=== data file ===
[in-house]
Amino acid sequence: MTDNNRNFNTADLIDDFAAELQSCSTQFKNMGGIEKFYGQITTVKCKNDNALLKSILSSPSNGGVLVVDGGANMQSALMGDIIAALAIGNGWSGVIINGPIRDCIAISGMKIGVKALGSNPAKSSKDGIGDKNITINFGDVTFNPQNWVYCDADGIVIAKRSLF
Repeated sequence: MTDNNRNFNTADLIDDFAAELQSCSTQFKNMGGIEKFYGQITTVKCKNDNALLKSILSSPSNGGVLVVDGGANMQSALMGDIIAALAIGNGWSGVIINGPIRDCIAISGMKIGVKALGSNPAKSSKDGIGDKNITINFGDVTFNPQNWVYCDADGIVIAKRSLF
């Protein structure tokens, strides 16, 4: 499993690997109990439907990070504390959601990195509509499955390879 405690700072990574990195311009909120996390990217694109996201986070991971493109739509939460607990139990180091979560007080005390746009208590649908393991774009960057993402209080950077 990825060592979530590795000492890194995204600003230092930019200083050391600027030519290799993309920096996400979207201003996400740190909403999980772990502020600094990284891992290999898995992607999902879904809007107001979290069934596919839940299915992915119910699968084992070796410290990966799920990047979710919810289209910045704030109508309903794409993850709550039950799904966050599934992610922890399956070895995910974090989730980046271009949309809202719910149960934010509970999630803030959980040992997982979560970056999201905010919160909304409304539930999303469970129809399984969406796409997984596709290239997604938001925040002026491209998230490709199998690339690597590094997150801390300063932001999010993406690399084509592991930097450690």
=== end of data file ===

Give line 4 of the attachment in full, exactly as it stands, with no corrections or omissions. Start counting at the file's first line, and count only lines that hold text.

């Protein structure tokens, strides 16, 4: 499993690997109990439907990070504390959601990195509509499955390879 405690700072990574990195311009909120996390990217694109996201986070991971493109739509939460607990139990180091979560007080005390746009208590649908393991774009960057993402209080950077 990825060592979530590795000492890194995204600003230092930019200083050391600027030519290799993309920096996400979207201003996400740190909403999980772990502020600094990284891992290999898995992607999902879904809007107001979290069934596919839940299915992915119910699968084992070796410290990966799920990047979710919810289209910045704030109508309903794409993850709550039950799904966050599934992610922890399956070895995910974090989730980046271009949309809202719910149960934010509970999630803030959980040992997982979560970056999201905010919160909304409304539930999303469970129809399984969406796409997984596709290239997604938001925040002026491209998230490709199998690339690597590094997150801390300063932001999010993406690399084509592991930097450690």